Embracing the online ‘crowdsourcing’ trend pioneered by inventors and entrepreneurs to raise vast sums of money, support and sometimes, fame, Representative Diane Black (R-TN-06) introduced a novel bill late last week that would create a trust fund in the U.S. Treasury that could accept money donated by individuals and earmark the funds to cover the costs associated with one of the flagship campaign promises by then-candidate Trump: the construction of a border wall along the southern border.
“While Democrats block commonsense border security and put illegal immigrants before our families, we are going to put America first,” Rep. Black said in a statement accompanying the proposal.
Real immigration reform cannot be achieved without a secure border – President Trump has been clear about this since day one. The most important job of the federal government is the safety and security of the American people, and if citizens in our country wish to contribute to this effort, they absolutely should be given the opportunity. Americans know that President Trump is committed to protecting our nation for future generations, and we are ready to stand with him to build the wall.
“The Border Wall Trust Fund Act” is a four-page bill, H.R. 5876 that enjoys the support of the Federation for American Immigration Reform (FAIR) and NumbersUSA.
The straightforward proposal outlines a GoFundMe-type of online crowdsourcing website where people could donate money received as gifts by the US Treasury. The funds, according to the bill, could only be used to pay “to plan, design, construct, or maintain a barrier along the international border between the United States and Mexico. Such funds may not be used for any other purpose.”
Additionally, the bill describes a “commemorative display” element – measuring roughly one mile in length – would be integrated into the layout and construction of the wall to recognize individuals for their contributions to The Border Wall Trust Fund.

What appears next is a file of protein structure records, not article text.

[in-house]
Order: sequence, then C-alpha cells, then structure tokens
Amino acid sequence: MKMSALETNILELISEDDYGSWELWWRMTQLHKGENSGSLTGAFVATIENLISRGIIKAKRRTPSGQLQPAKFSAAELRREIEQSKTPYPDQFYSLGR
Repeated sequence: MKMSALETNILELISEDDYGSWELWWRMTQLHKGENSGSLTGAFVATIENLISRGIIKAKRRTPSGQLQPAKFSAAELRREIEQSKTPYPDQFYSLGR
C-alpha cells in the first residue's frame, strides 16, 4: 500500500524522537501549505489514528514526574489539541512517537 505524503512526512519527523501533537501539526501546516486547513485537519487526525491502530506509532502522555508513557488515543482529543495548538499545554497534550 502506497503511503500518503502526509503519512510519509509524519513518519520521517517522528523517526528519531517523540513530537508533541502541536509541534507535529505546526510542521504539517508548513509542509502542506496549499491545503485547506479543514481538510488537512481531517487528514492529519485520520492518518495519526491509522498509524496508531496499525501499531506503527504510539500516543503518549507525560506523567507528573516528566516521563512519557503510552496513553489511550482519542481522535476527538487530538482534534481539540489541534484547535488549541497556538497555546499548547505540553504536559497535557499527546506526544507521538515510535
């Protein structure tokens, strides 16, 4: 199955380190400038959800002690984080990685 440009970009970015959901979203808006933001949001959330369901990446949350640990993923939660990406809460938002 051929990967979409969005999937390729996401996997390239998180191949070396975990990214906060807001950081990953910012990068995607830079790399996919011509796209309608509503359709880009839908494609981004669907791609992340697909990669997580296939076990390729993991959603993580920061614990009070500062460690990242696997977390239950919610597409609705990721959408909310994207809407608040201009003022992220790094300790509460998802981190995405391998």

“I support President Trump in building the wall. It’s going to take big funds to do that,” Black said in a recent interview with FOX News. She went on to note that her congressional colleagues seem to be unwilling or unable to raise or appropriate the financial resources for the very popular – if controversial – infrastructure project.
However, Black noted that the idea to ‘crowdsource’ a public monument is not unprecedented. In 1833, a private group raised money that was eventually used to construct the Washington Monument.
The Statue of Liberty is another famously crowdsourced project, both in France and in the United States.
After $50,000 in funding for the statue’s base was vetoed by New York’s Governor Grover Cleveland in 1884, followed by a failure in 1885 to pass a bill in Congress that would provide $100,000 in funding – newspaper publisher Joseph Pulitzer vowed he would raise the money with the help of his readers adding that he would print the name of every contributor, no matter the amount.
Pulitzer made good on his promise and the response from readers became overwhelming. In a mere five months, Pulitzer’s Pedestal Fund raised $101,091 from 160,000 donors.